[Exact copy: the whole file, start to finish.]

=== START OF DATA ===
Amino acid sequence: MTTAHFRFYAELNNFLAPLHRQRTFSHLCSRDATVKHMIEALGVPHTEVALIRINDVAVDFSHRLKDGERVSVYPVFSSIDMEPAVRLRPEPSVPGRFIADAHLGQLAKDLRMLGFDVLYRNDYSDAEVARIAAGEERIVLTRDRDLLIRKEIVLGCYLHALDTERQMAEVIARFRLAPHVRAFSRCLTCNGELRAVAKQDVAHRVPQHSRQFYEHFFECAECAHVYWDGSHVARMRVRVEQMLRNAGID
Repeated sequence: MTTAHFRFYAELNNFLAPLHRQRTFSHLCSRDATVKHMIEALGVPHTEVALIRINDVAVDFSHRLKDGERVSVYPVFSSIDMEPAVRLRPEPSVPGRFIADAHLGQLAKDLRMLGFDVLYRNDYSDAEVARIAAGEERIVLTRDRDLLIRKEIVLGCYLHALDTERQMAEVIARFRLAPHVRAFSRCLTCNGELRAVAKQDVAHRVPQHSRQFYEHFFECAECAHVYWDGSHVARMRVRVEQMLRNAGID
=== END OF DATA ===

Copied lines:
Amino acid sequence: MTTAHFRFYAELNNFLAPLHRQRTFSHLCSRDATVKHMIEALGVPHTEVALIRINDVAVDFSHRLKDGERVSVYPVFSSIDMEPAVRLRPEPSVPGRFIADAHLGQLAKDLRMLGFDVLYRNDYSDAEVARIAAGEERIVLTRDRDLLIRKEIVLGCYLHALDTERQMAEVIARFRLAPHVRAFSRCLTCNGELRAVAKQDVAHRVPQHSRQFYEHFFECAECAHVYWDGSHVARMRVRVEQMLRNAGID
Repeated sequence: MTTAHFRFYAELNNFLAPLHRQRTFSHLCSRDATVKHMIEALGVPHTEVALIRINDVAVDFSHRLKDGERVSVYPVFSSIDMEPAVRLRPEPSVPGRFIADAHLGQLAKDLRMLGFDVLYRNDYSDAEVARIAAGEERIVLTRDRDLLIRKEIVLGCYLHALDTERQMAEVIARFRLAPHVRAFSRCLTCNGELRAVAKQDVAHRVPQHSRQFYEHFFECAECAHVYWDGSHVARMRVRVEQMLRNAGID